Image provided by: University of Nebraska-Lincoln Libraries, Lincoln, NE
About Will Maupin's weekly. (Lincoln, Neb.) 1911-1912 | View Entire Issue (May 5, 1911)
THE DUTY OF ALL GOOD CITIZENS
Alvin II. Armstrong has been elected
niavor, and Lincoln has returned to the
policy of licensed and regulated saloons.
Now let's get down to business and
have done for at least a year with sense
less bickerings, insane "knocking" be
cause things did not go a certain way
and criminally foolish slandering of our
home town, because our ideas are not
"Will Maupin's Weekly made its fight
for a "dry" Lincoln and was ingloriously
whipped. Its editor Jias been defeated
so often that he has no trouble in detect
ing the fact when it really happens. He
recognizes it by instinct, so to speak.
The election of Mr. Armstrong is no
surprise to this newspaper. And it is by
no means a disappointment. After the
primary Will Maupin's Weekly took no
part in the mayoralty campaign, but it
felt, and it said that any attempts to in
jure Mr. Armstrong by attacking him on
the point that he was at the time of his
nomination president of the Gas Com
pany would react on his opponents.' No
one who knows Mr. Armstrong, and no
citizen of Lincoln is better known, be
lieved for a minute that he wrould be so
foolish as to imperil his own big busi
ness, destroy the record of a lifetime for
integrity and sell out the citizens because
lie happened to be a small stockholder in
the Gas Company and nominally its
president. Time may have been what
that sort of campaiging was effective, but
that, is not now. Mr. Armstrong has
said, time and again, that : if elected
mayor he would enforce the laws, deal
justly and do his full duty as he saw it.
His whole record as a business man and
as a citizen is evidence enough that he
will do those very things more could
not be asked of any man.
The big surprise was the reversal .of
the vote on the license question. Today
everybody practically is' saying they
"knew it all the time." Nine-tenths of
those who are saying it are lying. The
only sanguine "wets" were the campaign
managers, and . their talk sounded very
much like graveyard whistles. Frankly,
Will Maupin's Weekly didn't think the
"wets" had a look-in. And it" was there
But experience with defeat in most of
its political jdiases rather inures one,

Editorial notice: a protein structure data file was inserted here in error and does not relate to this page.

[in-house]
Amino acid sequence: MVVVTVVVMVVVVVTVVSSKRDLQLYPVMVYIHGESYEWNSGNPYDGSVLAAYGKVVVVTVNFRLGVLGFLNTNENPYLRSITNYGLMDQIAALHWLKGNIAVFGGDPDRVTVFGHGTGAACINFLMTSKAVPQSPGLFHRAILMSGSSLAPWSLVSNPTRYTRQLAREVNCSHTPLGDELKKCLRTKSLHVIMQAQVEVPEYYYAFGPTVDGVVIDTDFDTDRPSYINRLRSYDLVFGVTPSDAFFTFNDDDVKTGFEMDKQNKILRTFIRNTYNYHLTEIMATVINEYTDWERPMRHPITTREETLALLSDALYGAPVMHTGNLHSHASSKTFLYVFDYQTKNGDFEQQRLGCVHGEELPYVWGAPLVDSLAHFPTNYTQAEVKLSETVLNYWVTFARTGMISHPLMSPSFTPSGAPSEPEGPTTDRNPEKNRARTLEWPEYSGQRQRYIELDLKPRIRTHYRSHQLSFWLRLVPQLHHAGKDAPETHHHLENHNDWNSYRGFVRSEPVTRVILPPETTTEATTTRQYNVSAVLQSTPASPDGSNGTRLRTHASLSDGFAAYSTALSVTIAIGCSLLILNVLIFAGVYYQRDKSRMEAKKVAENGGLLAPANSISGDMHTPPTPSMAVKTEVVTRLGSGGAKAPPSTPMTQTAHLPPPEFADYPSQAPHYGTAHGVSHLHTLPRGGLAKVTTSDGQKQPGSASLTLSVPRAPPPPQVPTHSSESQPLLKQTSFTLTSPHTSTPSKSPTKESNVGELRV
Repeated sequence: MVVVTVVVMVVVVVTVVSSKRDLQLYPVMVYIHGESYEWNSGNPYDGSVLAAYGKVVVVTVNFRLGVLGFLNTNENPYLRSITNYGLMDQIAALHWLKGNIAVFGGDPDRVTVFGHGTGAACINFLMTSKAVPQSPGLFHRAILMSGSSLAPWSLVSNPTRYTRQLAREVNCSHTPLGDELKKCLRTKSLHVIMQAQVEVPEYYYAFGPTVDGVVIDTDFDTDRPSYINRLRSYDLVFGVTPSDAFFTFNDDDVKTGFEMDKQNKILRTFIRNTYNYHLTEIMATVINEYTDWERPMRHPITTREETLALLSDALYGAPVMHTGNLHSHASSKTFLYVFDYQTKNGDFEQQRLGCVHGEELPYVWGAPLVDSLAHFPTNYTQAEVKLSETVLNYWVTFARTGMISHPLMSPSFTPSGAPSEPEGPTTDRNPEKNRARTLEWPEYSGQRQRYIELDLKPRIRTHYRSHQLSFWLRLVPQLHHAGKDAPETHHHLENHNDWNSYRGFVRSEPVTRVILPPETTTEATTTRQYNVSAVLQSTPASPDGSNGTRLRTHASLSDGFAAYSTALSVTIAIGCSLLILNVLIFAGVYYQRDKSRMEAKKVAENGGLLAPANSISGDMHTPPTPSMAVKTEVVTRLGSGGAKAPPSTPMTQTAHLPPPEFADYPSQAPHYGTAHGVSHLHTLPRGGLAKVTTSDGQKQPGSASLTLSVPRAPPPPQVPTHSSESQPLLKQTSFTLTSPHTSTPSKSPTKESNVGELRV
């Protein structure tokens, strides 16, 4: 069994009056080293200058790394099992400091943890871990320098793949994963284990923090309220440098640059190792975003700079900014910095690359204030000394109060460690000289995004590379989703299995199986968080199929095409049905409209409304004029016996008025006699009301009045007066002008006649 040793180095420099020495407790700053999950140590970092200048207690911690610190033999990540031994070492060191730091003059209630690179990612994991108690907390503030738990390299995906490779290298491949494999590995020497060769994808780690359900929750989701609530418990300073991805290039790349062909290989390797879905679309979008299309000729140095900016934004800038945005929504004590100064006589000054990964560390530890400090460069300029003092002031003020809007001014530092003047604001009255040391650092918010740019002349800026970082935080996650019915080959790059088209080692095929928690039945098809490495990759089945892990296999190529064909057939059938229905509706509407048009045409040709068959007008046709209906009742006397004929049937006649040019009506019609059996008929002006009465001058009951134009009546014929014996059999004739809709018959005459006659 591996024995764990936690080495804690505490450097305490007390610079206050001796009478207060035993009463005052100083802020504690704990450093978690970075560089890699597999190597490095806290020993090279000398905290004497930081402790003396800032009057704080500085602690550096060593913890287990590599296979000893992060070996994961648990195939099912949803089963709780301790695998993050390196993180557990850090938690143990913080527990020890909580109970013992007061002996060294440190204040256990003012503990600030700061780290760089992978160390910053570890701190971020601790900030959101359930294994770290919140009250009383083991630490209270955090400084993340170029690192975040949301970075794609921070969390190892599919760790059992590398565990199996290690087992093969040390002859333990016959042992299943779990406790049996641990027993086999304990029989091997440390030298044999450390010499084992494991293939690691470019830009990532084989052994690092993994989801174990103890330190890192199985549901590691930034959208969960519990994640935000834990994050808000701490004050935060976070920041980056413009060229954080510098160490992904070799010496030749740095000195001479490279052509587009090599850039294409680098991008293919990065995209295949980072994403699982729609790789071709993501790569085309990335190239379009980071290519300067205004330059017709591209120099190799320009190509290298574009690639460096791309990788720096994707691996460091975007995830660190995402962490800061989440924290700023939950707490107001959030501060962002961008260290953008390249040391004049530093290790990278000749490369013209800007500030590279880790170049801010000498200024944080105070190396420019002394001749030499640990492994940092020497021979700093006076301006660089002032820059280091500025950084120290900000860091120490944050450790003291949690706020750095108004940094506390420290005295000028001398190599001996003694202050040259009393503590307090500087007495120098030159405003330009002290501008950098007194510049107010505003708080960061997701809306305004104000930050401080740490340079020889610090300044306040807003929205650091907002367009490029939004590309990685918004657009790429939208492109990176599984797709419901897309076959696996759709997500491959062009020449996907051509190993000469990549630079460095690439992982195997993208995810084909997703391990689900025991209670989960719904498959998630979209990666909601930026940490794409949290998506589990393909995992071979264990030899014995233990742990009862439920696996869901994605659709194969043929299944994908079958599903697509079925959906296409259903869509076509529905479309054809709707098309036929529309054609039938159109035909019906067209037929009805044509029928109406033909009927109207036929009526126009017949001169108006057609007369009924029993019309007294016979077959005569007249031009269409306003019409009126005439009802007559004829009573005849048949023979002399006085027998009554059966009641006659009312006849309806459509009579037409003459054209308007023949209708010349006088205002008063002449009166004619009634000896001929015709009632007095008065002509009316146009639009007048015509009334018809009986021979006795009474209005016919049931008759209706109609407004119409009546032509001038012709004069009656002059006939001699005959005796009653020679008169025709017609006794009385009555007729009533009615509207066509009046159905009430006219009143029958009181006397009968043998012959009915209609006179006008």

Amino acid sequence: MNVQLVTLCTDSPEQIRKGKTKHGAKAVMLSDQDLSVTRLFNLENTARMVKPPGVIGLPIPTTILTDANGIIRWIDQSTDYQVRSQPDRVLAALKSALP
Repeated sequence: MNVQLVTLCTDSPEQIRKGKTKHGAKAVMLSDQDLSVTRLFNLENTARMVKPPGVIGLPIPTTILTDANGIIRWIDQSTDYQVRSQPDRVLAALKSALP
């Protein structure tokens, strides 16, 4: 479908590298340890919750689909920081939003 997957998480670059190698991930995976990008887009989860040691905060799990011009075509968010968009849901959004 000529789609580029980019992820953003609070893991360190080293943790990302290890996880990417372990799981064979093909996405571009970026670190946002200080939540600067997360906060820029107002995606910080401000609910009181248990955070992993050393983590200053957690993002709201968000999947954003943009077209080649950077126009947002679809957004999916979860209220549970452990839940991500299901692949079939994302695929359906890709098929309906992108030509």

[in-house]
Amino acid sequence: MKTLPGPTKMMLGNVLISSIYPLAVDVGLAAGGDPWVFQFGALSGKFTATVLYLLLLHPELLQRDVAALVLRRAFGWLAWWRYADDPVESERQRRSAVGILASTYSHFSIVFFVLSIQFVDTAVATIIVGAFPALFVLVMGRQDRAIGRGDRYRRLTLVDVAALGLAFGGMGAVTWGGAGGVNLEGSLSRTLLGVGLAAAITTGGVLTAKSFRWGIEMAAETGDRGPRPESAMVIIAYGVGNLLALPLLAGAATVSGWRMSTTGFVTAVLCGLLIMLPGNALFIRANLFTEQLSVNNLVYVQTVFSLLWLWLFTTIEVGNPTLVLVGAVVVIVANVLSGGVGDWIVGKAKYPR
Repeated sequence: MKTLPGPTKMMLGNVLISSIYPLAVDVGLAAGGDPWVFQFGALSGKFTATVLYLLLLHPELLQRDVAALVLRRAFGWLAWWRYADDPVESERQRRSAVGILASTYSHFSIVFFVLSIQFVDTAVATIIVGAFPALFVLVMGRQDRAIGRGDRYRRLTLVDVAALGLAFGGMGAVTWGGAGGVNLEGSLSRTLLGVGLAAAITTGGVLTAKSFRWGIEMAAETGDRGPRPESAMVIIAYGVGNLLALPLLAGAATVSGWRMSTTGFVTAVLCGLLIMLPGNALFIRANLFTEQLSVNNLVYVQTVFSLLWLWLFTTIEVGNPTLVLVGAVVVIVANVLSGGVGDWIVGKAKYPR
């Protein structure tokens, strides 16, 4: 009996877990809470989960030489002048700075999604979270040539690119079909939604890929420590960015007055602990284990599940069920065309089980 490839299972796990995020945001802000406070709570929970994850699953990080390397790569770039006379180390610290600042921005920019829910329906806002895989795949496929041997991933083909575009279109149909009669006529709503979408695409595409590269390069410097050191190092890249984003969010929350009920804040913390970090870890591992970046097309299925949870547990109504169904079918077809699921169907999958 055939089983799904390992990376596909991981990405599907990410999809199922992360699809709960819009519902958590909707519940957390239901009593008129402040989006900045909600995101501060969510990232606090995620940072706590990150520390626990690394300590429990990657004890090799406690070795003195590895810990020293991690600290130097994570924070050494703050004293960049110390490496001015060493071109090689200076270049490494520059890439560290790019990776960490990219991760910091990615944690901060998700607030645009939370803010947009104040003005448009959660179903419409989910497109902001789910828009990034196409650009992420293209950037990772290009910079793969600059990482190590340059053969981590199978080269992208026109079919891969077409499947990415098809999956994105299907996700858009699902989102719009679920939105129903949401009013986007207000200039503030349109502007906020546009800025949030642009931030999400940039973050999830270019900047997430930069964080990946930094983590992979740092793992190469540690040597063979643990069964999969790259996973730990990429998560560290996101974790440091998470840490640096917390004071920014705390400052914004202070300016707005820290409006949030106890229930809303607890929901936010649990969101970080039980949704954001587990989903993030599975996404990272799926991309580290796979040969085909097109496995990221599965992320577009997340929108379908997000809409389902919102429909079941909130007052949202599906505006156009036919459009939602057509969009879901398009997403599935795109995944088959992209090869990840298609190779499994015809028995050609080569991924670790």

and Will Maupin's Weekly is feeling fit
and fine, thank you. One thing it
pledges the people because it has been
defeated it is not going to begin a cam
paign of slandering Lincoln, "knocking"
it at every opportunity and grouching
here and there and everywhere. "Wet"
or "dry" Will Maupin's Weekly is stilL
for Lincoln. "Wet" or "dry" its future
is assured if here people will be wise
enough to accept the verdict and puil o
gether for Lincoln for twelve months be
fore opening up this irritating question
again for it will be opened up. never
fear This little newspaper is done. with
the -wet" and "dry" question insofar' as
Lincoln is concerned for at ieast; twelve
months. It is not going to follow the
example set by those defeated a year ago
and go bellyaching around. It is going
to cheer for Lincoln, boost for ,. bee ar.
every turn of the road, avow and atiiin,"
with facts and figures to prove it, that
there is none better, bigger, busier, hand
somer or more attractive.
In our few and far between victories
we have never tried to "rub it in" on the
vanquished; in our many and oft-recurring
defeats we have never failed to smile
and take our medicine without a grimace.
To the victors: Here's hoping that all
your prophecies of increased prosperity
because of licensed saloons will be real
ized. To the vanquished : There's an
other election1 coming.
Now forget these pesky differences for
a while, and let's all get together for Lin
coln and for Nebraska.
The door of the office of Will Maupin's
Weekly is still open. Enter without
knocking, and remain as long as you
please under the same rule.
ALL AROUND AND ABOUT GOOD OLD NEBRASKA
Grafton, in Fillmore county, is not a